I knew as a child that I wanted to make things, but I didn’t know how to make that a career. My path to writing included an undergraduate Humanities degree, several years in the non-profit sector, and community writing classes. I credit my older daughter with awakening the impulse to teach. Engaging with her questions and seeing her learn made me realize how much I enjoyed the process.
How do you balance your creative work with your role as a mother and how has that changed over time?
I have been vocal about my need for time and space to pursue my writing, and I have been fortunate to receive support from my family. With the help of my parents, my mother-in-law, and my husband, I have been able to set aside time each week. In the last few years, having the girls in school has afforded me extra hours. I know that writing and fiber craft recharge me and stimulate my mind, which enables me to be a more present and engaged parent to my daughters.
In what ways does motherhood affect your work processes?
I am a slow writer, and I wondered during pregnancy how I would sustain my writing momentum with less time and energy. While I still prefer large chunks of time, I have learned to produce in half-hour increments and to leave off at a point where I can easily dive in the next time.
In what ways does motherhood affect your creative products?
The first is in subject matter. While I have always written about family relationships, the focus has shifted from me as a product of parenting to me as a parent, as well as the fertile overlap between how I was raised and how I am raising my children. For me, motherhood requires deep personal inquiry, a skill I apply to my writing. I am more honest and more likely to delve into the complexity of a subject, whether it’s grief, spirituality, or the challenges of motherhood.
What is the biggest impact that your children have had on your business?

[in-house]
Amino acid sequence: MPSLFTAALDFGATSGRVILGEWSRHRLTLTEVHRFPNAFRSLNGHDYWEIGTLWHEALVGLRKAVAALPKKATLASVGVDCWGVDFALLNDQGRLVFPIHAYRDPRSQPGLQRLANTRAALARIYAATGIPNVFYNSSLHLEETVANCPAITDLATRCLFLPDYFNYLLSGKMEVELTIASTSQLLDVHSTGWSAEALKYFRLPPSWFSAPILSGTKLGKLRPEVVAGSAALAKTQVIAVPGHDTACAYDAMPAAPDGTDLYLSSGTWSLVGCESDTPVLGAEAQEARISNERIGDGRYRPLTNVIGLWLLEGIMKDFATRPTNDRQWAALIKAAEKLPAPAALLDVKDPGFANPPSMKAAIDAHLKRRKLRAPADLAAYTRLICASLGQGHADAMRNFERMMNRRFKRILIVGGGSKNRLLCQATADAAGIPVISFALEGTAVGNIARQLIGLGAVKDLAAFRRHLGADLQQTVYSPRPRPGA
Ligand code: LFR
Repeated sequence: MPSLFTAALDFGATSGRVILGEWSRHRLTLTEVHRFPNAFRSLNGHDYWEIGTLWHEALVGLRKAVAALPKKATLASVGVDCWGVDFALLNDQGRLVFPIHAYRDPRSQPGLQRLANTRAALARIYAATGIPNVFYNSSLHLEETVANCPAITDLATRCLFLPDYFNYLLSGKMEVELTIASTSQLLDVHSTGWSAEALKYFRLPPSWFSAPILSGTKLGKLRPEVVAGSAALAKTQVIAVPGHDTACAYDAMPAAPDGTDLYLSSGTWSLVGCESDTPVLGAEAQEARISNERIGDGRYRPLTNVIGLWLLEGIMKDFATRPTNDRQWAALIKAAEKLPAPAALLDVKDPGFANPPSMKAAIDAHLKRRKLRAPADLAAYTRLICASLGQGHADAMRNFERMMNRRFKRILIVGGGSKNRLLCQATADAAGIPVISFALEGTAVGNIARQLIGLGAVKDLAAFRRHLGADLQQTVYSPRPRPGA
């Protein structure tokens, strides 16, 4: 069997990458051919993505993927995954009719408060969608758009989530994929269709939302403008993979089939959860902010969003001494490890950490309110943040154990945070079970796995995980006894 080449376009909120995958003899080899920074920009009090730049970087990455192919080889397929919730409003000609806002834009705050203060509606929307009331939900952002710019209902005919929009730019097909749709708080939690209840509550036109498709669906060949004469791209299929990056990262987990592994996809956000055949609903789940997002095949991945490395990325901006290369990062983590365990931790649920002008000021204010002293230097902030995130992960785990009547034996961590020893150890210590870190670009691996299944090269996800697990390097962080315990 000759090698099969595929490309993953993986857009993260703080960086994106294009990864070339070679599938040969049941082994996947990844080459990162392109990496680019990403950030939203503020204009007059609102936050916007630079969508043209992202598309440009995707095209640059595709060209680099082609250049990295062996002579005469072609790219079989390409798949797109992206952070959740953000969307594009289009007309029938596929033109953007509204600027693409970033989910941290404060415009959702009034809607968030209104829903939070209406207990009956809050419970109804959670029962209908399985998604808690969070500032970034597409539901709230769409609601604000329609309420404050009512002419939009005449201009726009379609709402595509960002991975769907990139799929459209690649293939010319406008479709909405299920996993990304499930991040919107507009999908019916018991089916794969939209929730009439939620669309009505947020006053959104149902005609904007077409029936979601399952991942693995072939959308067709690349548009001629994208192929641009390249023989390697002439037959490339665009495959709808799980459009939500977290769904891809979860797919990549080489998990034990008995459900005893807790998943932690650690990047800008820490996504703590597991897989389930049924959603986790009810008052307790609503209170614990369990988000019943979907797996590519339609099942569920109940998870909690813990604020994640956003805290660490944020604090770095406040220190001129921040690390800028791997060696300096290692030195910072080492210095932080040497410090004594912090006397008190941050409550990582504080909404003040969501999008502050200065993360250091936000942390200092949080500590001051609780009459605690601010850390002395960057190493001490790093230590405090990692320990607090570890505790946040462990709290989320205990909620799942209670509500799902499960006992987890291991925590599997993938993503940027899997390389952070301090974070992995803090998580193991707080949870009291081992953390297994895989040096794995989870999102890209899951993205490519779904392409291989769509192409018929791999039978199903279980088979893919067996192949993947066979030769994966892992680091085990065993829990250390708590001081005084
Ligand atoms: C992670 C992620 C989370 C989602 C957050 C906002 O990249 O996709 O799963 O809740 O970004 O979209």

Parenting has taught me that making mistakes is integral to the learning process. As a writer, I take more chances because I know that I will gain from both success and failure. I plan to apply that knowledge when I teach by encouraging other writers to experiment and learn from what is not working in their work.
How do you think your creative pursuits, including your business, affect your children? Is there something you hope your children learn from you by having a creative business?
I think the biggest challenge is time. I try to be present when I am with my daughters, and I think they miss that presence as I have started to attend evening events like writing groups and readings. But they also greatly benefit from time alone with their dad and grandparents. My older daughter inquires about these events and my writing, and she enjoys talking with about the craft process. I like that they view my identity as a fusion of three active roles: writer, mother, maker.
Is there something you hope your children learn from you by having a creative business?
I want each of my daughters to understand that doing the work that is right for her is energizing, and that she can harness that energy to work diligently toward her goals. I also want them to recognize that art and craft are integral to a healthy society and that, if they choose not to work in the creative arts, to support them.
What advice would you offer the mom who feels drained by the demands of motherhood and wants more hands-on creativity in her life?
Find a creative outlet that is just for you and carve out time each week to learn and practice. A creative community can help you stay connected to your passion. Search out bloggers who share both their finished objects and the personal and craft challenges they face. Connect locally by joining a craft guild, dropping by a store for a knit or sew-along, or taking classes. Or form your own group. Most of all, make the time to make.
Thank you so much, Kelly, for sharing your thoughts with us today! You can find Kelly in the following places: